The Dark Pt. 3

I totally did not expect this topic to be a series. But then again, I didn’t expect to spend a week of my adult life being terrified of the dark. And counting.

Boyfriend arrived in town on Friday night, and as soon as he got here, I had one of the worst panic attacks I’ve ever experienced. I’m still not quite sure what happened, but I think it had to do with finally leaving the perma-anxious fight-or-flight zone I’d been hanging out in for six days. The chills from the receding adrenaline swept over my body, and I shook violently for about an hour while fighting off waves of nausea. Lying beside me in bed, he turned to me and asked “Is that your heart pounding?” He could HEAR it. When I realized what was going on, I began practicing my deep-breathing techniques that I’ve used to ward off many a panic attack, and we both fell asleep not too long after that.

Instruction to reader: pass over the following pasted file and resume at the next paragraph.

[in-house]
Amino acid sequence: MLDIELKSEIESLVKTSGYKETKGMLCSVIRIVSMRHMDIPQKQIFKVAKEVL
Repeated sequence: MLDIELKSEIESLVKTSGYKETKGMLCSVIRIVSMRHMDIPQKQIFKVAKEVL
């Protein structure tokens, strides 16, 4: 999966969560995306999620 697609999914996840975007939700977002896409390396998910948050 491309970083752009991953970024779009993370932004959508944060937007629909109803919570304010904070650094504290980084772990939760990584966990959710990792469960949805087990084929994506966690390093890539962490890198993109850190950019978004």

Saturday night we got dressed up and ate steak at one of the fanciest restaurants in Dallas. It was a lavish affair, complete with menu “presentations” and pauses between courses. By the time we finished our chocolate lava cake and got home, it was already ten o’clock. We tossed around the idea of watching a movie but instead crashed into a joint food coma and didn’t wake up until eight the next morning.

However, to my great chagrin, I was not able to convince him to stay forever. So Sarahthe, being the kind, thoughtful friend she is, swooped in last night to fill the right side of my bed in Boyfriend’s stead. I hadn’t had a night terror since I began the sage experiment, and things were looking up. The more disturbing scenes from Paranormal Activity have stopped playing in my head in an endless loop, for one. And I hadn’t really been alone long enough to think about being terrified, for two.